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#201 Types of businesses (Corp., Partnership, LLC, LLP, etc.)

mp3 #201 Forms Of Business Enterprises (mp3 file)

If you are thinking about starting a business, incorporating or changing the structure of an existing business there are many considerations that need to be addressed. An experienced business formation attorney can help you determine the best course of action, and assist you with the application process. Continue here to be referred to an experienced and insured business formation attorney.

The three basic forms of business enterprises are a sole proprietorship, a partnership, and a corporation.

A sole proprietorship is an unincorporated business with a single owner, regardless of the number of employees. A sole proprietor has fewer government regulations, and the business is less expensive to maintain. However, it is sometimes difficult for a sole proprietor to secure financing for the business, since the owner's personal resources may be the only collateral available.

Another form of business is a partnership. It is an association of two or more people, who conduct business for profit and share the ownership. There are general partnerships, and there are limited partnerships.

General partnerships are most common, and can be formed with or without a written agreement. All general partners share in operating the firm, and each partner has unlimited liability for the debts incurred by the partnership.

A limited partnership is created by a formal certificate of limited partnership. This document is signed by each of the partners, and is recorded in the records of all the counties which the partnership conducts business or owns real property. Partnership laws may vary from state to state. A limited partnership may have one or more limited partners, and one or more general partners. Limited partners are free of general liability for the debts of the firm. They risk only their investment, if the firm fails to pay its bills. A general partner's liability, in either a general or limited partnership, goes beyond his or her capital investment, and includes his or her personal assets as well.

A limited partner may take part in the management of the partnership, but usually does not. If a limited partner does choose to take an active part in managing the business, he or she may be treated as a general partner, and be subjected to unlimited liability for the obligations of the partnership.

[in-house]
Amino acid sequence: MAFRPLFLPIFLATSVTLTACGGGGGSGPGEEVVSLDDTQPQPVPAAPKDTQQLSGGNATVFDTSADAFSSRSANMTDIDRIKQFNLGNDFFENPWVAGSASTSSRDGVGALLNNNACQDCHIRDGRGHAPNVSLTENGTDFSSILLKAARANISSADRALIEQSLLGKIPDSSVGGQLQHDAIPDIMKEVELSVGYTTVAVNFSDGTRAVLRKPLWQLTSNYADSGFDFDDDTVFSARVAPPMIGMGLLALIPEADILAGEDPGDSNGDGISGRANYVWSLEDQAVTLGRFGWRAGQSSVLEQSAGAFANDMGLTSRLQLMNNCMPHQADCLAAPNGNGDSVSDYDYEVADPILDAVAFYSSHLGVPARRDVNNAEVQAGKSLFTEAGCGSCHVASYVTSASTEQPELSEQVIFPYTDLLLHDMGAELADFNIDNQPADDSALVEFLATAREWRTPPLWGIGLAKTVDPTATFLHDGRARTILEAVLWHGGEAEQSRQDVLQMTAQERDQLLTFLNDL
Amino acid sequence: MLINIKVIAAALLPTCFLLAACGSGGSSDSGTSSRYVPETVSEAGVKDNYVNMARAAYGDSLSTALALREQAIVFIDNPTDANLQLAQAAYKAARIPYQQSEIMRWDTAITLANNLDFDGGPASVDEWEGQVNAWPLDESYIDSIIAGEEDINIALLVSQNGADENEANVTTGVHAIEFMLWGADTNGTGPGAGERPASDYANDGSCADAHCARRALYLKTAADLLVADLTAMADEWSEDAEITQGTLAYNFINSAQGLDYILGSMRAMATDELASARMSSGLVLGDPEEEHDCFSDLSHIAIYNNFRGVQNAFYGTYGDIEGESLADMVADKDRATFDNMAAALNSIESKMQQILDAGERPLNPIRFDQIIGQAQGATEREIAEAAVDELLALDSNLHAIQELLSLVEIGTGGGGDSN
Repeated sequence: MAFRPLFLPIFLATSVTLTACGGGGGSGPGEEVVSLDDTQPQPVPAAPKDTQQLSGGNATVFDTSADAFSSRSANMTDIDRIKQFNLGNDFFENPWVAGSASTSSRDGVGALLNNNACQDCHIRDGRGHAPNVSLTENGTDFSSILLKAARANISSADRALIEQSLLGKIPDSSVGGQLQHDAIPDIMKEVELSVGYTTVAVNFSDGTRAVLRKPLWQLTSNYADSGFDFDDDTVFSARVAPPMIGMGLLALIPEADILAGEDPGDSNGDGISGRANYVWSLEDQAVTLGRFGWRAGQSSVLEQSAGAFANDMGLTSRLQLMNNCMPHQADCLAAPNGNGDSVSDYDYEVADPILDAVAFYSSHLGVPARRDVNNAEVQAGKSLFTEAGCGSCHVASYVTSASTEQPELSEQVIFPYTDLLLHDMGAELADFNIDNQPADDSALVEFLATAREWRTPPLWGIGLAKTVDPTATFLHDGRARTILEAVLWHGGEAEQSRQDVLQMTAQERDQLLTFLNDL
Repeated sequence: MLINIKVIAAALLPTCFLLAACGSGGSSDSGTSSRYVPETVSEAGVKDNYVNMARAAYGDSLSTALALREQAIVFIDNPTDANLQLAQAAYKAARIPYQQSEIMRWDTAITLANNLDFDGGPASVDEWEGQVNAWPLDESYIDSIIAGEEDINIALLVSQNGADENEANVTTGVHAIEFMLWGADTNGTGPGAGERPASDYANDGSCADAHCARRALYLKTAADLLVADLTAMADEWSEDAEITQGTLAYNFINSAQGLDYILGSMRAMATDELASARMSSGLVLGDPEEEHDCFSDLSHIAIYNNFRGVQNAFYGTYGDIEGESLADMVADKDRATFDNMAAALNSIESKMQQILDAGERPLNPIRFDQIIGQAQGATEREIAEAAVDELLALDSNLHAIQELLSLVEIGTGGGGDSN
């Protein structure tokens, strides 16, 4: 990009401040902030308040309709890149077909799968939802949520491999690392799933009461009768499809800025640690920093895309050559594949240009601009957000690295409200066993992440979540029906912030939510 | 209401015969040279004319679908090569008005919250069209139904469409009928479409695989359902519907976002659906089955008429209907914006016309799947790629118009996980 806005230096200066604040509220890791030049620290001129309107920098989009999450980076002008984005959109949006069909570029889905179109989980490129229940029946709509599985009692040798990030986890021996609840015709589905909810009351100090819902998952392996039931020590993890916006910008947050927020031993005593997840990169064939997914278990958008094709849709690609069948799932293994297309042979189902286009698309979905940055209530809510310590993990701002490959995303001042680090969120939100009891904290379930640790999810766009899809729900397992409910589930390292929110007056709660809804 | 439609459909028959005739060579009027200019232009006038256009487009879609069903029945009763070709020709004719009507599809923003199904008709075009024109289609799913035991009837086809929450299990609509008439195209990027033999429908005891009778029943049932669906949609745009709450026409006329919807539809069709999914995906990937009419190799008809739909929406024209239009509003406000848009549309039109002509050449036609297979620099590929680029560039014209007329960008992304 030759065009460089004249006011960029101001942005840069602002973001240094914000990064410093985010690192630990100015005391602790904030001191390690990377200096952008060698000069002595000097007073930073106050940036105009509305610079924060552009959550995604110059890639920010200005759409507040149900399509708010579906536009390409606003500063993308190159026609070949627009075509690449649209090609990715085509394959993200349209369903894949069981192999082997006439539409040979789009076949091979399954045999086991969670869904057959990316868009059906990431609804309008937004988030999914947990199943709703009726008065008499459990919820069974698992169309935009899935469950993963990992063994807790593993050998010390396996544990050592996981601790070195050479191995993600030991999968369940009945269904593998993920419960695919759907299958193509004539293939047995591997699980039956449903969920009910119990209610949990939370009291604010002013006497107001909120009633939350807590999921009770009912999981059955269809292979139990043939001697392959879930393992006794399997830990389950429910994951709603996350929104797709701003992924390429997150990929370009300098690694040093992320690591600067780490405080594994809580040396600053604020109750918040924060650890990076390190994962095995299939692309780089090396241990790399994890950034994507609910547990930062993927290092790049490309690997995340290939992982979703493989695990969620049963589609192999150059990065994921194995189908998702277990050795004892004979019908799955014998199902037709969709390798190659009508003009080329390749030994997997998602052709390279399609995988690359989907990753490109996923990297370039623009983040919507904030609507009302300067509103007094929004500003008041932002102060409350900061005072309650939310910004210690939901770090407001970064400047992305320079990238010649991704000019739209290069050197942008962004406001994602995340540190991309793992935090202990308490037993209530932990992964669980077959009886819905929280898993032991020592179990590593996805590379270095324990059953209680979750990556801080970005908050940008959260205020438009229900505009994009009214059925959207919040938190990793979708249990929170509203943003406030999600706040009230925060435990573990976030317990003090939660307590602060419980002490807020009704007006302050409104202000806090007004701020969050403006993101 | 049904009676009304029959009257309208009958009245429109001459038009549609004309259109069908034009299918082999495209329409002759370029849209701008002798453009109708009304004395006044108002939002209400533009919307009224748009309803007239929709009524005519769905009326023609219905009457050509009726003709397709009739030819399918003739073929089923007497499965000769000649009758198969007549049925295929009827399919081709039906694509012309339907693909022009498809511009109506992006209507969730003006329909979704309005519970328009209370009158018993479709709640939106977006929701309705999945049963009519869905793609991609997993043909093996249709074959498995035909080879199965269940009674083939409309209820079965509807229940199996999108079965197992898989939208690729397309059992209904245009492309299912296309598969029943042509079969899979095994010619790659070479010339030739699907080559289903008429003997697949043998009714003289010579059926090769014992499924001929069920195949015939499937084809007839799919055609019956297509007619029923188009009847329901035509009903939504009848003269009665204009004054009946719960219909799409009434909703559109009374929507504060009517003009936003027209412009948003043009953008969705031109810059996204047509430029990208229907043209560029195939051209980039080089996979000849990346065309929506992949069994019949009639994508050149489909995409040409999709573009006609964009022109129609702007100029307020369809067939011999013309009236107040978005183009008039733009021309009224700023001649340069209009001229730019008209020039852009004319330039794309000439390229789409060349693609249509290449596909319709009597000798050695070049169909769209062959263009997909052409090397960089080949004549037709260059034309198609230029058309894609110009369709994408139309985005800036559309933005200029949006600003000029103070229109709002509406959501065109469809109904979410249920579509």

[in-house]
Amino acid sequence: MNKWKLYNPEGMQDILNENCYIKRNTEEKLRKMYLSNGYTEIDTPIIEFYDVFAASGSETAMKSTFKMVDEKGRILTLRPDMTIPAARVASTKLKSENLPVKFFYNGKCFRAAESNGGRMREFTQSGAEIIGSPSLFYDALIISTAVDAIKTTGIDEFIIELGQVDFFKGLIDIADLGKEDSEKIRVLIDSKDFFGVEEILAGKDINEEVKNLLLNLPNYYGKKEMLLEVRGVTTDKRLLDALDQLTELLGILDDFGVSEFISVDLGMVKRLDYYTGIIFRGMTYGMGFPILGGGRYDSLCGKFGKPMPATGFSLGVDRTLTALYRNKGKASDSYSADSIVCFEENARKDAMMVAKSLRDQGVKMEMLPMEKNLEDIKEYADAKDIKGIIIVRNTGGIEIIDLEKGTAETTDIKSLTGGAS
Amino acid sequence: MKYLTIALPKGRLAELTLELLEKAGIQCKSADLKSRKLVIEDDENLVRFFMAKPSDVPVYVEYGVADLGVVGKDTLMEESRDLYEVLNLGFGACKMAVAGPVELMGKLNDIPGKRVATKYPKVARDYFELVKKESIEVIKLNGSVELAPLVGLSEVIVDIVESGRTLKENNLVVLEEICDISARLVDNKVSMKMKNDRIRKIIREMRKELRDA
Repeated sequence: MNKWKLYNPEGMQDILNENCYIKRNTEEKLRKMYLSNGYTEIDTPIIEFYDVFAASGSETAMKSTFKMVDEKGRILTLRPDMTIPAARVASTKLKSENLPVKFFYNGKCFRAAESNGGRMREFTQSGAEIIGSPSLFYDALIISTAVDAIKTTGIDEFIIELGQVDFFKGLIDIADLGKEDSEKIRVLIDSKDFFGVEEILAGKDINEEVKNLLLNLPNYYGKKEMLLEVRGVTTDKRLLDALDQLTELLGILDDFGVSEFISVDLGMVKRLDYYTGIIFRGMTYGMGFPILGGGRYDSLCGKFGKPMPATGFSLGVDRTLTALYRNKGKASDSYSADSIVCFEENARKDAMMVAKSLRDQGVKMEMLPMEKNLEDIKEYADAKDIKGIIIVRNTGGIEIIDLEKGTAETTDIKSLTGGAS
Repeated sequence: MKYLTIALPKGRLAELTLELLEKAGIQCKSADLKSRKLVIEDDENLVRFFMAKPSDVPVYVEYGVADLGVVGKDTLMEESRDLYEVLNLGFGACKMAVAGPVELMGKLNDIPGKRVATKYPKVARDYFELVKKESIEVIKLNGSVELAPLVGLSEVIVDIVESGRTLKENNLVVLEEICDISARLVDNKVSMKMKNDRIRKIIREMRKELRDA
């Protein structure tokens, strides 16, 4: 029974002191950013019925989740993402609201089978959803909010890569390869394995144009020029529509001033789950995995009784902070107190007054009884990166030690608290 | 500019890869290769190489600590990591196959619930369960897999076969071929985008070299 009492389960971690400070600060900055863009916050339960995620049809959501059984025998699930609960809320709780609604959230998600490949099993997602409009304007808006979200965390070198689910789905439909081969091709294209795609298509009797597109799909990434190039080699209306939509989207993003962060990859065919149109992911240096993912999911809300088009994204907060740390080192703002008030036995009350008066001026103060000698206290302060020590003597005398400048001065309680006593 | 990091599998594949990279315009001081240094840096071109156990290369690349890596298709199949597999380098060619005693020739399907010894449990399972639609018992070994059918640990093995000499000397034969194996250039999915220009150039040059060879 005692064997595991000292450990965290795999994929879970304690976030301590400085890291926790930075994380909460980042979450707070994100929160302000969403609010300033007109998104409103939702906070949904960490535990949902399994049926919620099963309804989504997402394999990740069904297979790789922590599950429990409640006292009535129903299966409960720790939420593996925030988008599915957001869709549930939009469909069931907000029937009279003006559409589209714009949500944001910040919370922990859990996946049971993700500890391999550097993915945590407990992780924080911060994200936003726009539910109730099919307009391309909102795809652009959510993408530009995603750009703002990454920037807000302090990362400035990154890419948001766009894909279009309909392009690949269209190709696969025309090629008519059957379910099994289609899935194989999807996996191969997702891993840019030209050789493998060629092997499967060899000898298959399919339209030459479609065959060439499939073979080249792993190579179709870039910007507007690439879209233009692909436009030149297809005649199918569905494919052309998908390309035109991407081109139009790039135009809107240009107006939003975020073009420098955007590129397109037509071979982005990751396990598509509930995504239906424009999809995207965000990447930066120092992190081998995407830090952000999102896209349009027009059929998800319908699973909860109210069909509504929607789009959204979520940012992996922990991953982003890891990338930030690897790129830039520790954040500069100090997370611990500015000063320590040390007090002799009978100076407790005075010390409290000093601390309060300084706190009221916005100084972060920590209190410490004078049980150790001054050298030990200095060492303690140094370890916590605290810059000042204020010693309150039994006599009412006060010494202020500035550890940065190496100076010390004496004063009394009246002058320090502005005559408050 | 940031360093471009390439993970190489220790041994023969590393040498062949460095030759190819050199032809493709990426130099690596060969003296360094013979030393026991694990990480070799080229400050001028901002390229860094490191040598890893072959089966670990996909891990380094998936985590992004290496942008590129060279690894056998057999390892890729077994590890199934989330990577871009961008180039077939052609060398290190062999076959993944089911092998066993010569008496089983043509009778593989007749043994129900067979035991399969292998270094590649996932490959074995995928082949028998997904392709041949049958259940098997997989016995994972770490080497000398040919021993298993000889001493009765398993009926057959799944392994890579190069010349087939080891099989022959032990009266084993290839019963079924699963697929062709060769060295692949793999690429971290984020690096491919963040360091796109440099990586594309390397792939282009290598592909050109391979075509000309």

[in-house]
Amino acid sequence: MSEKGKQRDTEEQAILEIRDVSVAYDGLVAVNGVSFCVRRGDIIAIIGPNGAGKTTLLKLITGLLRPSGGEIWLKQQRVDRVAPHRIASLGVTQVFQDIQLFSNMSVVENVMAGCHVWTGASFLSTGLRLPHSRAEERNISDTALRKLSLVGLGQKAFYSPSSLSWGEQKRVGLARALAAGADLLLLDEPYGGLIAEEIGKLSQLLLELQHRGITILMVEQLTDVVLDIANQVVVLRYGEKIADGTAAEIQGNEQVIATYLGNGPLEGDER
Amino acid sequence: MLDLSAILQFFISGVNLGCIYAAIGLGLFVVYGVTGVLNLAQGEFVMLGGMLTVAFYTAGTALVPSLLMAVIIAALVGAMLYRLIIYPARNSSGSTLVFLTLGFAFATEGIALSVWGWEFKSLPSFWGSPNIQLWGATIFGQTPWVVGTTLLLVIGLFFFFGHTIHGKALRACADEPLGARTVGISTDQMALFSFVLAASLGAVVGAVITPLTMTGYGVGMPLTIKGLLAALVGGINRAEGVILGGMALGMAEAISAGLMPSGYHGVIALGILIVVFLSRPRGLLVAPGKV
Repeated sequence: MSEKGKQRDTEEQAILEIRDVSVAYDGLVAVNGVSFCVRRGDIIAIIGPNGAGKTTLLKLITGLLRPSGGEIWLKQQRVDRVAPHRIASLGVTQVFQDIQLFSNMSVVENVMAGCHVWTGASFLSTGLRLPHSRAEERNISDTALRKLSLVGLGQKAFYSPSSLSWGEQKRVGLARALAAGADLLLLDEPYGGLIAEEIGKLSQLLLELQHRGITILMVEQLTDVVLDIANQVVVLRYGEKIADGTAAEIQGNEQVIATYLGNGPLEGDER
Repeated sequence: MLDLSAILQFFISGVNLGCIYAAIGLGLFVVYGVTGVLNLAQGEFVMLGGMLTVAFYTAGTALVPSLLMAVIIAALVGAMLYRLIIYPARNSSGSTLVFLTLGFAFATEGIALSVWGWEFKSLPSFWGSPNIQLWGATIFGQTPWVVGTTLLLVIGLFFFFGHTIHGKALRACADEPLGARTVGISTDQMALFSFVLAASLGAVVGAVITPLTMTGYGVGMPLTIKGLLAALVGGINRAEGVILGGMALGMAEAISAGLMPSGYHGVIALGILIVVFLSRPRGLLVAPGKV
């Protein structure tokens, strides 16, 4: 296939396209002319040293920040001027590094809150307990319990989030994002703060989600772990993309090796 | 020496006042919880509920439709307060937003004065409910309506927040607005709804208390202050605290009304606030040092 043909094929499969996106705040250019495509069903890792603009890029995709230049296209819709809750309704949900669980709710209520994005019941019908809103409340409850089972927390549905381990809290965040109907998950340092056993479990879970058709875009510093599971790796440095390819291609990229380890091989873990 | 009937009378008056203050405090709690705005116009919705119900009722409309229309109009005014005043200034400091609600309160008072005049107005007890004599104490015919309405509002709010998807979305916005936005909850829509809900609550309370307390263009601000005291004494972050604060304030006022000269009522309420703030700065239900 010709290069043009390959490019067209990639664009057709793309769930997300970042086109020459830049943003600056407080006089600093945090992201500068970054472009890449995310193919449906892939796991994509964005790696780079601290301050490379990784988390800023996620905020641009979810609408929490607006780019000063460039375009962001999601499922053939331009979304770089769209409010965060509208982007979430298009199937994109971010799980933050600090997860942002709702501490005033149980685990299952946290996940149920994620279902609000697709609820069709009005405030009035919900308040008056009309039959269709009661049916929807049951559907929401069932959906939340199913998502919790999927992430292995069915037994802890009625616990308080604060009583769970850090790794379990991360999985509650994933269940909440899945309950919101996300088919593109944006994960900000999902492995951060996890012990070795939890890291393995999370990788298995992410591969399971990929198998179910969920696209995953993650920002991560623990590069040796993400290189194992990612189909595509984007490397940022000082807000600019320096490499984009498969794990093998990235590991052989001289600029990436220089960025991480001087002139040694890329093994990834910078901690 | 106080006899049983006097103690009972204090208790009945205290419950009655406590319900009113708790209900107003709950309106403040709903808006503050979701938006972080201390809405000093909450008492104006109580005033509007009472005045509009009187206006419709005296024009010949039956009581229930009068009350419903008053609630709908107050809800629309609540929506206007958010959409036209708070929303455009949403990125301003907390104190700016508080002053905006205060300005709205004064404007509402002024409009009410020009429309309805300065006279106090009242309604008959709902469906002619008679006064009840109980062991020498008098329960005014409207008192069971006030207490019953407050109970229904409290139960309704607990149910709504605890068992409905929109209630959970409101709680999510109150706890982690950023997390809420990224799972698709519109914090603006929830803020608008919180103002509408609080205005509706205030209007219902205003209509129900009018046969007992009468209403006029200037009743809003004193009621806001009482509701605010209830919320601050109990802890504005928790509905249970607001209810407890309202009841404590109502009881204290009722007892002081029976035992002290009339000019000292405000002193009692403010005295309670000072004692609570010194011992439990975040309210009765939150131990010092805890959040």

A third form of partnership is limited liability partnerships, which may only be formed by licensed persons for the practices of public accountancy, law or architecture. A limited liability partnership must have two or more licensed partners.

Partnerships are not subject to income tax. Each of the individual partners reports his or her share of the income, gains, losses, deductions and credits on his or her personal income tax return.

Still another form of business enterprise is the corporation.

A corporation is a legal entity which is separate from the people who own it - the shareholders. The government has laws and rules to create, regulate, tax and dissolve corporations. For example, a California corporation is formed by filing articles of incorporation with the California Secretary of State. Shares of stock, which represent the shareholder's financial interest in the corporation, may be issued. The life of a corporation is perpetual, unless otherwise provided by law or in the articles of incorporation.

By-laws are the specific rules adopted by a corporation, and are normally prepared by an attorney. They contain such information as the nature and timing of director and shareholder meetings, as well as the election of corporate officers. Unlike sole proprietorships and partnerships, a corporation is managed by a board of directors which is elected by the shareholders at an annual meeting.

The main advantages of a corporation are its long life, greater access of capital, limited liability of shareholders and easy transfer of ownership. On the other hand, corporations are more expensive to establish and operate, shareholders do not participate in the management of their property, and there are more government regulations. Corporations are required to pay state franchise taxes and income taxes, and shareholders may also pay taxes on their dividends and capital gains.

For information about forming a corporation in California, take time to review SmartLaw message 202, "How to Form a Corporation". Also, the California Secretary of State’s website has additional information about business entities at

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